• The former chief human capital officer at the Department of Veterans Affairs steered a $5 million contract to two of his friends. The VA IG said Peter Shelby violated ethics rules and abused his position when he directed his staff to arrange a contract for leadership and development training to go to a small business. Shelby was friends with the small business owner. The IG said the contract resulted in complete waste. Shelby resigned back in 2018 after learning he’d been recommended for removal for reasons unrelated to the contract. (Federal News Network)
  • A facility to specifically treat active duty service members with traumatic brain injuries and post-traumatic stress disorder has opened at Eglin Air Force Base in Florida. Eglin was chosen as the site for the Intrepid Spirit Center since more than 18,500 active duty service members are based there and are frequently deployed to combat areas. The facility can administer care to 200 troops through its outpatient program. Plans are in place to accommodate 50 more service members in the near future. (Fallen Heroes Fund)
  • The Air Force’s task force looking at racial issues is already making some changes. The Air Force Diversity and Inclusion Task Force is working to offer 300 more scholarships at Historically Black Colleges and Universities. In the past month, it has also changed dress and appearance regulations that unfairly target certain demographics. It allows men to wear their hair parted and adds diacritical accents to nameplates to aid with pronunciation. The Air Force set up the task force last month to identify and change policies and procedures that may be unfairly impacting Air and Space professionals.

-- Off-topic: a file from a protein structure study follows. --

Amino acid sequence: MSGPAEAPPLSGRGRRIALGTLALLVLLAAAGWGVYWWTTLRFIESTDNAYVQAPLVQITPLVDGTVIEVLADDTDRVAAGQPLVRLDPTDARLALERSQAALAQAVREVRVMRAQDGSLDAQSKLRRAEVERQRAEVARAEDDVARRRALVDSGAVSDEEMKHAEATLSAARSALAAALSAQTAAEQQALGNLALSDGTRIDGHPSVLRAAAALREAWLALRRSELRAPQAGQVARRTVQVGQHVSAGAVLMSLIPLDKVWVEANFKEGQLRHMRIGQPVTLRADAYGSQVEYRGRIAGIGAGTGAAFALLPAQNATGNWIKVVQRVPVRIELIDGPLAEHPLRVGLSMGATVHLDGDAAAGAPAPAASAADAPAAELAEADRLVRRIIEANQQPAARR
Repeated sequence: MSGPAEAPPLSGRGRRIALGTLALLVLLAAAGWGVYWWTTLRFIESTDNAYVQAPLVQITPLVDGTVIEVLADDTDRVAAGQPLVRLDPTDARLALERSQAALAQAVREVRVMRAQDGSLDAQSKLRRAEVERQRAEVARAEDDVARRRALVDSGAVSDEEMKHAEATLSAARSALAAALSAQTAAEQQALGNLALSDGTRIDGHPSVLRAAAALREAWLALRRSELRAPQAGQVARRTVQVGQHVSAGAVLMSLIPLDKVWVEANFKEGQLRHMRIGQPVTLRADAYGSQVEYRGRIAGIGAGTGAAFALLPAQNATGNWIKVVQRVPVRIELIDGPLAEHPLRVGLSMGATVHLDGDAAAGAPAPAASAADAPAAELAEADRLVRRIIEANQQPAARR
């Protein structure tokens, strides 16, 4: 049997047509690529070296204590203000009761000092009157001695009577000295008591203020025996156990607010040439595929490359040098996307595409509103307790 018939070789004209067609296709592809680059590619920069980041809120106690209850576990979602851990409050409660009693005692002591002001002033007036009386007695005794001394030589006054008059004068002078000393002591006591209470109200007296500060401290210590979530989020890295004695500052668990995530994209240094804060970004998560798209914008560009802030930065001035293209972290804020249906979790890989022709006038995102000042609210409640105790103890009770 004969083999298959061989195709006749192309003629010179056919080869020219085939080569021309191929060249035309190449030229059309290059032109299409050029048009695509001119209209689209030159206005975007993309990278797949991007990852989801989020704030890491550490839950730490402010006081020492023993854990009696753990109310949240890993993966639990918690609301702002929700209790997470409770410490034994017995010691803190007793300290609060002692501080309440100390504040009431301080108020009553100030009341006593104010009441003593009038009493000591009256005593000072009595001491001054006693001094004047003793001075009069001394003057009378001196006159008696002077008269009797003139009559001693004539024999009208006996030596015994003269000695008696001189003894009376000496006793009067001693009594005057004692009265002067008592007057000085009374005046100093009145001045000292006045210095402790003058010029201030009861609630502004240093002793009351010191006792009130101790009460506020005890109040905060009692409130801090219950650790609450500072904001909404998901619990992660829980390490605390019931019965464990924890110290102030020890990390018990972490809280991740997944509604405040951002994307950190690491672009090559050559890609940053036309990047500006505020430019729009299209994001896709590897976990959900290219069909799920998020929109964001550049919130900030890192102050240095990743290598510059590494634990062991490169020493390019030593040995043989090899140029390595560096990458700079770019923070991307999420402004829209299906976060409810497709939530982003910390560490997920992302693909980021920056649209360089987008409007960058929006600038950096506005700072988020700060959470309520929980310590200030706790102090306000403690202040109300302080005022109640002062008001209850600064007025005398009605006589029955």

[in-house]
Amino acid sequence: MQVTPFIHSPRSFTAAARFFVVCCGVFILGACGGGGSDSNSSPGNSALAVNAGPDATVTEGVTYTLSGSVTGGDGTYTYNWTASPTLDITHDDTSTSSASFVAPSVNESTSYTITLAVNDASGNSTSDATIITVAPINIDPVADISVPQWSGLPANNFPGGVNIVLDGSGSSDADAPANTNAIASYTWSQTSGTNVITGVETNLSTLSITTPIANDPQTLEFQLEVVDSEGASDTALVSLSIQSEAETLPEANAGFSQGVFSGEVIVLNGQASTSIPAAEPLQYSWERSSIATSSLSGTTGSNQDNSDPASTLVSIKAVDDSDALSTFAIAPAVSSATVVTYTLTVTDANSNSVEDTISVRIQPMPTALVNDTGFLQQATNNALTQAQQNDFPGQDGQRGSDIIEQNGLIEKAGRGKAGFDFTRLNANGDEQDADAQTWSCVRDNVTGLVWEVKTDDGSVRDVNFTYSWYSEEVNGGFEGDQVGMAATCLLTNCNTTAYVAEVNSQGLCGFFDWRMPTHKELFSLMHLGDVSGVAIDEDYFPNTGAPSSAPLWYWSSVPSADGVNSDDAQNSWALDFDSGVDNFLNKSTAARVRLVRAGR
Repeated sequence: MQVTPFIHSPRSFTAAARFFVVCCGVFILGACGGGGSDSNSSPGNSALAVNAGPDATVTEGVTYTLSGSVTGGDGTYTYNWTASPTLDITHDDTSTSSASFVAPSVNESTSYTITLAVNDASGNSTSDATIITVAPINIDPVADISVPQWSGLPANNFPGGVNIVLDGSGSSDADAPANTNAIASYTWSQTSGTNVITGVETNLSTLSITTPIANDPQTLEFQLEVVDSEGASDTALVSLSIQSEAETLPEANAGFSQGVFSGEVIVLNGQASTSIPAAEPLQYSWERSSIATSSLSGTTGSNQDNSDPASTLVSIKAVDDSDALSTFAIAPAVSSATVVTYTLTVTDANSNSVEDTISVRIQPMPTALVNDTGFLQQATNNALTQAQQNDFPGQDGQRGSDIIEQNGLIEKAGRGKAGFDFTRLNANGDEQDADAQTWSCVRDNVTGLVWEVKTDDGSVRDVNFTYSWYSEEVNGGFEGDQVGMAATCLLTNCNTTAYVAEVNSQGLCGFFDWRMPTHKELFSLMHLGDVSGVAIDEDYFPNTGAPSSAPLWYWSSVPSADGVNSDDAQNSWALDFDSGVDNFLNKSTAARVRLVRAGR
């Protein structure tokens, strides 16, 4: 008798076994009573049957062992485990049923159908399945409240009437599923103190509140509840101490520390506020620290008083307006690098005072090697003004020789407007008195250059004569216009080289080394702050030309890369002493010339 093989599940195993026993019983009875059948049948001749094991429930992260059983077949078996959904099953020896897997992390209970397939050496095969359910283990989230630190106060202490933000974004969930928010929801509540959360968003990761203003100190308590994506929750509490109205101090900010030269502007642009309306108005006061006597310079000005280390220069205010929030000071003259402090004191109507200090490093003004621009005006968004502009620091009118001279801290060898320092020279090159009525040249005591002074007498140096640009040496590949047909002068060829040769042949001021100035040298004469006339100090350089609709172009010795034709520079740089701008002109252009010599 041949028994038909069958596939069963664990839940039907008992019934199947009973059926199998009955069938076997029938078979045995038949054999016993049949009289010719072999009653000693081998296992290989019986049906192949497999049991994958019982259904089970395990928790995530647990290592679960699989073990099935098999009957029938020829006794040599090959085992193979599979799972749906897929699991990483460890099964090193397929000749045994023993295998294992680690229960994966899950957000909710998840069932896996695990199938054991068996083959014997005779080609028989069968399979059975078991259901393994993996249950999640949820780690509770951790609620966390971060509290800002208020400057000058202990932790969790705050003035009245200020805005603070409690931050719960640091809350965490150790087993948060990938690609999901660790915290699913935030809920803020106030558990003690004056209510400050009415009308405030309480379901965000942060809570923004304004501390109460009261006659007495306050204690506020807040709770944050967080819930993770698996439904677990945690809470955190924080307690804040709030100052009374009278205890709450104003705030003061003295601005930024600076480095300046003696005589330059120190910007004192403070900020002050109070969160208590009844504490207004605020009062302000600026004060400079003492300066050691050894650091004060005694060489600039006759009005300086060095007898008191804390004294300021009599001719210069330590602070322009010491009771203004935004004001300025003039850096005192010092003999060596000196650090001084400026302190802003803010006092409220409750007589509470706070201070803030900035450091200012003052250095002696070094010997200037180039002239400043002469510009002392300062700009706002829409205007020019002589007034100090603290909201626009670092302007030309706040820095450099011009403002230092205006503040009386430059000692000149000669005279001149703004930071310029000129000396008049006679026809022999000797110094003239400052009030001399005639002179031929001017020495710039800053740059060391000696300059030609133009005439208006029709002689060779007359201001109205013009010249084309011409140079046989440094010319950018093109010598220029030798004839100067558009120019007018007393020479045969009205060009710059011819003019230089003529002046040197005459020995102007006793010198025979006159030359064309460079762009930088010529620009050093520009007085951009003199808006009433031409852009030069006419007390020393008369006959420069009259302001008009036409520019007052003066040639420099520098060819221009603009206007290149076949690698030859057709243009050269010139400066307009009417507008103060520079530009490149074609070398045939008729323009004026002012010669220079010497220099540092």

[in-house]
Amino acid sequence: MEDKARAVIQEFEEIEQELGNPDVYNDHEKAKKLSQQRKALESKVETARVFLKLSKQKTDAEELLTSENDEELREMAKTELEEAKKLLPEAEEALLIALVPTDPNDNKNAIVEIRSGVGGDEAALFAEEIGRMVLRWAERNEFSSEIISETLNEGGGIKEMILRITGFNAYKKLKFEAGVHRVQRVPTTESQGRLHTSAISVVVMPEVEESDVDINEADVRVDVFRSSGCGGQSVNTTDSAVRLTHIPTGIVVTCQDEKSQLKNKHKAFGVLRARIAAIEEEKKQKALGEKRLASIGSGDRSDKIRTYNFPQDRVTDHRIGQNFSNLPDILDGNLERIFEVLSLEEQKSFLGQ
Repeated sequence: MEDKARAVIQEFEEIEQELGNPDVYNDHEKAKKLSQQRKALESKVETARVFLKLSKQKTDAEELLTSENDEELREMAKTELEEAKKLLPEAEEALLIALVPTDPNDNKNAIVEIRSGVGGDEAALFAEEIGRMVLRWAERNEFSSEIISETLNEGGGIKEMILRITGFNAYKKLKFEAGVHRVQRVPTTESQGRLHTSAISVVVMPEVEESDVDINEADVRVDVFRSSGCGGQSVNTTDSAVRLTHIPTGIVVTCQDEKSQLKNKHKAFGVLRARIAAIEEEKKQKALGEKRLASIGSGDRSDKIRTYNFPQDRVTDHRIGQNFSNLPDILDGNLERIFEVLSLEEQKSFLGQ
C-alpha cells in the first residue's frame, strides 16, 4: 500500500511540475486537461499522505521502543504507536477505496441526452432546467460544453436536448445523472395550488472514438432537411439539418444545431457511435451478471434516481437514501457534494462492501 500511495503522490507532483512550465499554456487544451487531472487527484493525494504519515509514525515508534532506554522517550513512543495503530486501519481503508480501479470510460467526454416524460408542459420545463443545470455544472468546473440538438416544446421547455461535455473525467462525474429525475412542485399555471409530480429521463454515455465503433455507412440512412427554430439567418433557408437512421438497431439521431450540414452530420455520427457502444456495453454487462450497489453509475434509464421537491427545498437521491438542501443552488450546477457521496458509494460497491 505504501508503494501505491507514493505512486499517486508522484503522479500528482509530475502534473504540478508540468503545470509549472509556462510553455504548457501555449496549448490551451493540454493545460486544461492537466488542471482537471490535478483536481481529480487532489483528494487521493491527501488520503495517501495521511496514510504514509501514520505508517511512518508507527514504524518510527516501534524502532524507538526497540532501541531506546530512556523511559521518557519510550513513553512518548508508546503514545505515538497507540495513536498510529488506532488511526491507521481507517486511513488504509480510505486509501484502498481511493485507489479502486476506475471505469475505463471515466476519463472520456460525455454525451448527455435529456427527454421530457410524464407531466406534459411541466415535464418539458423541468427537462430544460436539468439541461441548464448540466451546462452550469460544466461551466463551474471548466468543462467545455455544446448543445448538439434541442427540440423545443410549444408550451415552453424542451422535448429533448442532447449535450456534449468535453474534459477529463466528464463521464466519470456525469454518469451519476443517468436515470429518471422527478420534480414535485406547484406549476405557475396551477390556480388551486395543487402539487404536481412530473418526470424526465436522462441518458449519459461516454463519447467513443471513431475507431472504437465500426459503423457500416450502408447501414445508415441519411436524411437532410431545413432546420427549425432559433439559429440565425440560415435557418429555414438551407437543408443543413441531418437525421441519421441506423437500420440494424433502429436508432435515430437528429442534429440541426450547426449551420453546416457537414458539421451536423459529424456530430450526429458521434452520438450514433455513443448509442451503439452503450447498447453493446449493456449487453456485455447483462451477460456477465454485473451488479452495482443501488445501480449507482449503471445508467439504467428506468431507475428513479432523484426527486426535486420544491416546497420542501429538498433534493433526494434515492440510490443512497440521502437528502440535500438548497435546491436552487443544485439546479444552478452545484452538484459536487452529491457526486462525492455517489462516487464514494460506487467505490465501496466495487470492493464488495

• Yet another bid protest awaits a multibillion dollar Defense Department IT contract. Perspecta is suing the Navy in the Court of Federal Claims over the $7.7 billion re-competition of its Next Generation Enterprise Network contact. The Navy awarded the portion of the contract at issue to Leidos in February – it’s called Service Management, Integration and Transport. Perspecta is the incumbent vendor. That firm and another losing bidder, GDIT, have already challenged the contract at the Government Accountability Office. GAO denied both protests. (Federal News Network)
  • The AFCEA Bethesda chapter handed out $66,000 in scholarships and donations to promote science, technology, engineering and math among K-2 students. The chapter partners with the Montgomery College Foundation to use the money to support the Sonya Kovalevsky Program, which provides engineering, computer science, and cybersecurity training for more than 60 middle school girls annually. It also works with the University of Maryland at College Park’s Computer Science Connect initiative, which encourages young women and racial minorities to explore computer science and develop computing skills in a supportive environment. Since 2008, AFCEA Bethesda has awarded more than $1 million in scholarships to support local students interested in STEM careers.
  • GSA and the CIO Council want to revive the TBM standards initiative. Agency chief information officers are getting some help to better integrate Technology Business Management or TBM framework standards with current IT priorities. The CIO Council and GSA released a new white paper that shows how agencies can use TBM to enhance IT cost transparency. Agencies are required to implement TBM as part of their capital planning and investment control or cpic processes. The new white paper cross-walks specific requirements under priorities like cybersecurity or implementing working capital funds with how TBM could help.